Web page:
On May 8, 2012, the Federal Trade Commission announced a settlement agreement with the social networking service Myspace LLC (“Myspace”). The FTC alleged that Myspace’s practice of sharing users’ personal information with unaffiliated third-party advertisers conflicted with representations the company made in its privacy policy, and could allow those advertisers to obtain users’ names, publicly available information and information about their online browsing habits.

According to the FTC’s complaint, Myspace’s privacy policy stated that it would not share personal information except as described in the privacy policy without first giving notice to users and receiving permission for the sharing. The privacy policy indicated that the information included in cookies used to customize advertisements did not identify users to third parties, and that only “[a]nonymous click stream, number of page views calculated by pixel tags, and aggregated demographic information may also be shared with MySpace’s advertisers and business partners.” Finally, Myspace also represented that it complies with the U.S.-EU and U.S.-Swiss Safe Harbor Frameworks.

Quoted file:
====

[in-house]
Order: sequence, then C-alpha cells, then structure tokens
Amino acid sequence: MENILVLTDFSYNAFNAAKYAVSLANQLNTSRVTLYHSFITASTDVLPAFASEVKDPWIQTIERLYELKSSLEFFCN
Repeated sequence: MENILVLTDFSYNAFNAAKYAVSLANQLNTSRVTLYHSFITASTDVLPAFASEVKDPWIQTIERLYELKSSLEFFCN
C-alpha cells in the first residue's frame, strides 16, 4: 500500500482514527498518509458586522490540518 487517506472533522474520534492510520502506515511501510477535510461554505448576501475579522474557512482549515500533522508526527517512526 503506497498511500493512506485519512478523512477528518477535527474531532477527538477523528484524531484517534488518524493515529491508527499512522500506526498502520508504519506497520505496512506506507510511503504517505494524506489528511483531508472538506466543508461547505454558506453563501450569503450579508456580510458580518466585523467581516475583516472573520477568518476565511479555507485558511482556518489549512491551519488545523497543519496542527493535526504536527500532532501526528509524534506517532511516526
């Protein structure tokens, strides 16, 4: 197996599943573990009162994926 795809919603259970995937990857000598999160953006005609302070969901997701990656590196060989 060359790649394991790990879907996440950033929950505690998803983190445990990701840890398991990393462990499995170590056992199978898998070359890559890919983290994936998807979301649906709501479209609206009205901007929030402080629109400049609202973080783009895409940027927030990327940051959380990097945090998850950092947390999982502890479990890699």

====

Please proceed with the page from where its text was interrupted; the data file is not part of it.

The FTC’s complaint alleged that, contrary to its representations, Myspace (1) provided users’ personal information to unaffiliated third-party advertisers without first giving users notice or obtaining users’ permission; (2) allowed advertisers to access personally identifiable information (via the means through which Myspace customizes ads); (3) shared non-anonymized web-browsing activity with advertisers; and (4) did not adhere to the U.S. Safe Harbor privacy principles of Notice and Choice. According to the FTC, these activities constituted deceptive acts or practices in violation of the FTC Act.

The proposed settlement order prohibits Myspace from misrepresenting the manner in which it maintains and protects the privacy and confidentiality of its users’ personal information, and requires the company to establish and maintain a comprehensive information privacy program subject to biennial, independent, third-party audits for 20 years.